Recipe of medicated oil, etc.

“Medicated oil should be prepared by cooking with vidari-gandha (sala-parni), prsni-parni, brhati, kantari and gokshura, or with Jivaniya group of drugs, viz., jivaka, rsabhaka, meda, maha-meda, kakoli, mudga-parni and masa-parni.
Inhalation therapy with these medicated oils or with Anu-taila cures Alopecia and graying of the hair” [11]

Recipe for Restoration of Hair

Application of three paste of tila, amalaki, kiñjalaka, madhuka and honey over the head restores the colour of the hair, and promotes hair growth.” [12]

Terminalia Chebula

Brhati, Solanum Indicum

Solanum Xanthocarpum

Madhuca Esculenta,

Tribulus Terrestris

Pueraria Tuberosa

Karanj kiñjalaka,
Pongamia Glabra

Desmodium Gangeticum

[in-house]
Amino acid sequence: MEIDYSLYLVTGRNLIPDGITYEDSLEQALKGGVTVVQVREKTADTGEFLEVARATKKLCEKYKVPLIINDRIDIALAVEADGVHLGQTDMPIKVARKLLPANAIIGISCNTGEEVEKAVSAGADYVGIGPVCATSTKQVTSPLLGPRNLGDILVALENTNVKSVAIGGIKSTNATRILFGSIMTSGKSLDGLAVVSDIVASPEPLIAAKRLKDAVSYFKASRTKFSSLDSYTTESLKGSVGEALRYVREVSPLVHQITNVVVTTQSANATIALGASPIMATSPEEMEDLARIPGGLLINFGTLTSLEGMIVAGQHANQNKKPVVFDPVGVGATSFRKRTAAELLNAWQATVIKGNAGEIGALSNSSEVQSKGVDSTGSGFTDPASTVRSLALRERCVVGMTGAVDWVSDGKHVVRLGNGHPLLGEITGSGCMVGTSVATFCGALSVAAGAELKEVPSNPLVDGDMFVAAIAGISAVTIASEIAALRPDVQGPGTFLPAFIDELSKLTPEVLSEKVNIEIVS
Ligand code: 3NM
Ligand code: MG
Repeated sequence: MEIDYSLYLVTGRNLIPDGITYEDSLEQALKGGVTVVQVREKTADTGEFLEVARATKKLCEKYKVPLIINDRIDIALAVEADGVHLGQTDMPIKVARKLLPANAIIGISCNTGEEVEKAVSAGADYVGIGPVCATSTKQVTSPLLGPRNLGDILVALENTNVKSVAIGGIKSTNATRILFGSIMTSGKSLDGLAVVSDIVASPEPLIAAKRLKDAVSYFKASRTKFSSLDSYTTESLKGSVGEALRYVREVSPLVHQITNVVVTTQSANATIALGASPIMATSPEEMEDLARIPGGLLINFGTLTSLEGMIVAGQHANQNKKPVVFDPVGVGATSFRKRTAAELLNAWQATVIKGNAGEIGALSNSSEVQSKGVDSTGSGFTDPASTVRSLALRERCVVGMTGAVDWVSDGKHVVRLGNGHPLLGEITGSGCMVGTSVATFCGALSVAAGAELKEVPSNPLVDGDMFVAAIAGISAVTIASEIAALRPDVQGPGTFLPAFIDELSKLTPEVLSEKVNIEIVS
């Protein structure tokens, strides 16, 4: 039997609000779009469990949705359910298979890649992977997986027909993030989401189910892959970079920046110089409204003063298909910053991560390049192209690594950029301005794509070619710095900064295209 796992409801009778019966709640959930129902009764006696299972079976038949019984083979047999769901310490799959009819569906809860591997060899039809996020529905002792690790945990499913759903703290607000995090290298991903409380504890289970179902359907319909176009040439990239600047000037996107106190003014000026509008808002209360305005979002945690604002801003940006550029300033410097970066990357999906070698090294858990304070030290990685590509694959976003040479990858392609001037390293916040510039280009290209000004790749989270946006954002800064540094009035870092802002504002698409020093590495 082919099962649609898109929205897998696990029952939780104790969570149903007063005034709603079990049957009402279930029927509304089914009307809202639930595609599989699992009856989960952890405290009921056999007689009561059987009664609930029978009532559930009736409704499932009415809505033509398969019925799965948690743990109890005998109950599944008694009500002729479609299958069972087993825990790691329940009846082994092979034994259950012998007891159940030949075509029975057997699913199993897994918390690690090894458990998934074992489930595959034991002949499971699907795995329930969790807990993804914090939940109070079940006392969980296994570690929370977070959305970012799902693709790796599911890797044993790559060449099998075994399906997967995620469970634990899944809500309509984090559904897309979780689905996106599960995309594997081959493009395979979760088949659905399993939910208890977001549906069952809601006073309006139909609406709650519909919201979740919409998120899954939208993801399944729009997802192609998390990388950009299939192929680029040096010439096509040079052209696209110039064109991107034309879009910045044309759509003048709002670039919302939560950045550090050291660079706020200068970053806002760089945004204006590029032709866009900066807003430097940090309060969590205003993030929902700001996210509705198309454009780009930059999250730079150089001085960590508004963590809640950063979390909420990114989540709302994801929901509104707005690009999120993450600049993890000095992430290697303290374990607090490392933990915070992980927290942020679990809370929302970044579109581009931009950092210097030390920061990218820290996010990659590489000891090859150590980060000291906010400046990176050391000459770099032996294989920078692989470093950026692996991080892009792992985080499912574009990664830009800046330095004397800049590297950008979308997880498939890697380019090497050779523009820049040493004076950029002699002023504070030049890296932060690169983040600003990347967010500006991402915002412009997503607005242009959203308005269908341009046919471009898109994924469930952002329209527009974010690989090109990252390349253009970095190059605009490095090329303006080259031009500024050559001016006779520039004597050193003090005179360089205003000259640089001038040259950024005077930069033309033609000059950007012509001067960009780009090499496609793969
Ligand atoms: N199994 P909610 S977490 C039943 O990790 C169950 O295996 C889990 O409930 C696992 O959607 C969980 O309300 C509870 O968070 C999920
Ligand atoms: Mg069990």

Eclipta Alba


Current Ayurvedic Treatment

“In Ayurveda, hair is considered to be a byproduct of bone formation.
The tissues responsible for building bones are also responsible for the growth of hair.
Ayurveda doctors believe that early hair loss is related to body type and the balance of the mind-body constitution (doshas) and those who have excess pitta in their system, are likely to lose their hair early in life, or have prematurely thin or gray hair.
Excess pitta in the sebaceous gland, at the root of the hair, or folliculitis can make the person start losing hair. Hair loss is treated in Ayurveda with a combination of diet, herbs, oil massage, meditation, aromatherapy, breathing and yoga.